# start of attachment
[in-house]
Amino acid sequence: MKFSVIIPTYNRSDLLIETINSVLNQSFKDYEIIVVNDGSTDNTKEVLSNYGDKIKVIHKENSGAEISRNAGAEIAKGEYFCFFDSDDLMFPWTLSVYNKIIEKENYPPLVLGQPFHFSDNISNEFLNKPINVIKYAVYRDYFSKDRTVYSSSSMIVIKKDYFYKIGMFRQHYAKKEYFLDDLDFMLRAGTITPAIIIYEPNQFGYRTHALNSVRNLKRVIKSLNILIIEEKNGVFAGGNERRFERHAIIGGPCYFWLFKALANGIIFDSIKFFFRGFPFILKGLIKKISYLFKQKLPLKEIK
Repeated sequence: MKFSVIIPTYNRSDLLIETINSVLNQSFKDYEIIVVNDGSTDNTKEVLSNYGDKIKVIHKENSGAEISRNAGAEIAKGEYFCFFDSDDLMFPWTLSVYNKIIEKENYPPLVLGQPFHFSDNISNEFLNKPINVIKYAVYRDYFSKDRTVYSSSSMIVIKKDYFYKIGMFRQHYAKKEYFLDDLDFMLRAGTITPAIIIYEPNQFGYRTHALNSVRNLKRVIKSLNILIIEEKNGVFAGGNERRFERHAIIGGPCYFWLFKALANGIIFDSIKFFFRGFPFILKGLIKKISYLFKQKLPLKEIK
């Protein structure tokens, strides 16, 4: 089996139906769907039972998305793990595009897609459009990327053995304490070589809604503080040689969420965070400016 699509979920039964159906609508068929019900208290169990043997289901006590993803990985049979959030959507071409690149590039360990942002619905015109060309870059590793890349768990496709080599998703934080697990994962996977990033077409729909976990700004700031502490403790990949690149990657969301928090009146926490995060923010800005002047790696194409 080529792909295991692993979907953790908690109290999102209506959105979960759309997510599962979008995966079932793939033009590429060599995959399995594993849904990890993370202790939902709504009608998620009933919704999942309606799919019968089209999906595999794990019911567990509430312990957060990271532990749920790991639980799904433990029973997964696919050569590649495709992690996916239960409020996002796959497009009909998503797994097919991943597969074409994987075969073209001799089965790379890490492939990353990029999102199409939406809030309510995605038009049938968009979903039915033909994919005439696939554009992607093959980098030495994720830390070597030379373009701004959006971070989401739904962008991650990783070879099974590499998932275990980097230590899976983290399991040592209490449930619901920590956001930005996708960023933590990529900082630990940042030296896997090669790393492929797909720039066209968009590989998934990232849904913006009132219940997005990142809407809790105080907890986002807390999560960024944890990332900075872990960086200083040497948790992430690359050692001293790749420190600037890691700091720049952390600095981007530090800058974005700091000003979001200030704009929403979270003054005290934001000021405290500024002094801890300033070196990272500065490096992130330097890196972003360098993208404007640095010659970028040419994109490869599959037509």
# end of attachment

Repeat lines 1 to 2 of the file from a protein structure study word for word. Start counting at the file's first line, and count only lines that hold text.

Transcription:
[in-house]
Amino acid sequence: MKFSVIIPTYNRSDLLIETINSVLNQSFKDYEIIVVNDGSTDNTKEVLSNYGDKIKVIHKENSGAEISRNAGAEIAKGEYFCFFDSDDLMFPWTLSVYNKIIEKENYPPLVLGQPFHFSDNISNEFLNKPINVIKYAVYRDYFSKDRTVYSSSSMIVIKKDYFYKIGMFRQHYAKKEYFLDDLDFMLRAGTITPAIIIYEPNQFGYRTHALNSVRNLKRVIKSLNILIIEEKNGVFAGGNERRFERHAIIGGPCYFWLFKALANGIIFDSIKFFFRGFPFILKGLIKKISYLFKQKLPLKEIK